Dancers are expected to react with deference to the power-holders, because this is how the system was created to function. In these ways, many in the dance world find themselves operating in colonial, imperialistic systems of power that subjugate the bodies, wellbeing, and labor of the many for the gain, both financial and reputational, of the few.    


Dancers have been trained, many from a very young age, to believe that their bodies are not their own. Students may be unable to ask questions, request modifications, or be honest about injuries. Performers can feel powerless to opt out of material that is harmful to their wellbeing, offer their own creative ideas, or say “no” to requests that cross boundaries into personal time or space. This expected surrender of dancer agency, coupled with power dynamics at play in classrooms and rehearsal rooms, makes for unhealthy industry traditions and practices. Schools and studios can be places where physical and sexual, as well as mental and emotional, abuse occurs. Storied companies like Ailey and New York City Ballet (and its school) are not above episodes of harmful and illegal sexual harassment and abuse. Recent news from regional companies show us that practices of harassment and lack of consent are frequent occurrences.

Chalvar Monteiro stands on one leg with his other leg behind him. He wears a yellow shirt in front of a yellow square.

Since dance training, making, and performing are not free of power, we must seek to strategically disrupt the power dynamics in our rooms. An emphasis on performer agency to give consent to touch-based teaching practices and/or to choreographic choices would disrupt the traditionally hierarchical and patriarchal structures of dance companies in which the artistic director, followed by the choreographer, is the voice of power. The same is true of academic dance departments and even studios, where the title of professor, guest artist, or simply teacher creates power dynamics.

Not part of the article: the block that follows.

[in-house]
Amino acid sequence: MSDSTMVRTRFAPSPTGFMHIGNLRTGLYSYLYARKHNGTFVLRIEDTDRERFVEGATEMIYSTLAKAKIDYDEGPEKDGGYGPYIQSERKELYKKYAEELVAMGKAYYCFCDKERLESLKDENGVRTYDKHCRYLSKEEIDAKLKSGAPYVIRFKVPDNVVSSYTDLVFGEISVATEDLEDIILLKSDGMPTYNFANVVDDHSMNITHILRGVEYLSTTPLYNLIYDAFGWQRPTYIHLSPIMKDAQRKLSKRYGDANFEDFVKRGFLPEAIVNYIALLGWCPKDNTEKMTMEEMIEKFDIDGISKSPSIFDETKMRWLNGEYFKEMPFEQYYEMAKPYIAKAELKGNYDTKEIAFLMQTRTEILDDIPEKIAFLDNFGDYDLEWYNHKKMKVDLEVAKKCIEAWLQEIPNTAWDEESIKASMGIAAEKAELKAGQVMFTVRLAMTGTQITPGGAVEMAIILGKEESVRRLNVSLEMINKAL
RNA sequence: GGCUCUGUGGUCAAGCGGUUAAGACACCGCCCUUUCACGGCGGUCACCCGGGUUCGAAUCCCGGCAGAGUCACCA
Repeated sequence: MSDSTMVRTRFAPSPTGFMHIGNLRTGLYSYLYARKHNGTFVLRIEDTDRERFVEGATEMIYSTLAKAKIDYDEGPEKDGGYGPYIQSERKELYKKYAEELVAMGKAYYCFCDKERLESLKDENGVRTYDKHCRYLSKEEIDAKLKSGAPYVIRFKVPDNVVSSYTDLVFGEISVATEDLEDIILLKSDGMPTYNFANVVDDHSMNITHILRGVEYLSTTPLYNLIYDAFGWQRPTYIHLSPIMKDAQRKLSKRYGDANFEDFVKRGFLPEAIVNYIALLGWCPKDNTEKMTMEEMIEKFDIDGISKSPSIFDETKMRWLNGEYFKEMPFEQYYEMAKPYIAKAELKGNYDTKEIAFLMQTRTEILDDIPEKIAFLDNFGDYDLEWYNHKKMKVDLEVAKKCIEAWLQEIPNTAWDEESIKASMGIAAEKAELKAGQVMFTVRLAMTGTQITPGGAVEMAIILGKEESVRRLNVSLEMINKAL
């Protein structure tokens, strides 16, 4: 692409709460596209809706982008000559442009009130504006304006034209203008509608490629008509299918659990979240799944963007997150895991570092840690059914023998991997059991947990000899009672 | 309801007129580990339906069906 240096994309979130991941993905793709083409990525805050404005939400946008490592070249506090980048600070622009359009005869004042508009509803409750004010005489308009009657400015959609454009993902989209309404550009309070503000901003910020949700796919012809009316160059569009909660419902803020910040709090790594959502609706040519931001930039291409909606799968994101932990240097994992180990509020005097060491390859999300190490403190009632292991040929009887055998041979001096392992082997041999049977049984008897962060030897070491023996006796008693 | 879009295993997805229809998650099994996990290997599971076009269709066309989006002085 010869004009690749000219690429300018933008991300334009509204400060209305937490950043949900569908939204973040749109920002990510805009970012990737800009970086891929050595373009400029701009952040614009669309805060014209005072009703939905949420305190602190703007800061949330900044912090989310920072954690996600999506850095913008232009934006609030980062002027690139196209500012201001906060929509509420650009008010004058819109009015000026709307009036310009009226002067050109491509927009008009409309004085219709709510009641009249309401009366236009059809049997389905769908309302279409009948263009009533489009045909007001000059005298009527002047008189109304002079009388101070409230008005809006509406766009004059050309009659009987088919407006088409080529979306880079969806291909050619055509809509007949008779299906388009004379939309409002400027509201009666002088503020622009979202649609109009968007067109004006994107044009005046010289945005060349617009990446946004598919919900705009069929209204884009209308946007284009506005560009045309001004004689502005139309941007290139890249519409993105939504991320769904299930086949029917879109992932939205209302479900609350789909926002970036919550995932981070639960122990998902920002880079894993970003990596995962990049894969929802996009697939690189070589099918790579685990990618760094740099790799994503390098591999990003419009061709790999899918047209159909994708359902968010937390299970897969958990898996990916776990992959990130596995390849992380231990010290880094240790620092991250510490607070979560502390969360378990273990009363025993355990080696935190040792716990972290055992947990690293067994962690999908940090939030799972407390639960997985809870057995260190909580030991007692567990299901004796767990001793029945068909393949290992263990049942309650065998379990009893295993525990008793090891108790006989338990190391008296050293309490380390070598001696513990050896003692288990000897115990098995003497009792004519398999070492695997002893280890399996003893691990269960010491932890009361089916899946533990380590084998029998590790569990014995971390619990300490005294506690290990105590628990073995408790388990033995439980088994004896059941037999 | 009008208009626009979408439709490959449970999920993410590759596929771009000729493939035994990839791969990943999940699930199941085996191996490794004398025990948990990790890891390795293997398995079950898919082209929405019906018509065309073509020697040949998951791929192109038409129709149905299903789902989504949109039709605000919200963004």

If we wish to create more equitable dance space and work towards decolonizing those spaces, we must evaluate our choices through the lenses of these power dynamics. It is only then that we will be able to see how they may be influencing our dancers. This level of vulnerability is a distinct departure from the image of the infallible artistic director or teacher. It also removes the ability to rely on the “this is the way we’ve always done it” adage.


Urgency is another influence of colonialism, as we desire to make things more comfortable for ourselves, as quickly as possible. I offer no quick fixes, but instead offer you time to reflect on how these dynamics have affected you, shaped how you teach or create, and may be affecting you and/or your dancers. Name their presence in your space. Give yourself grace and time to interrogate and begin to undo the years of tradition and modeled behavior you experienced. Then, return for next month’s issue, which will offer ideas to address and mitigate power dynamics.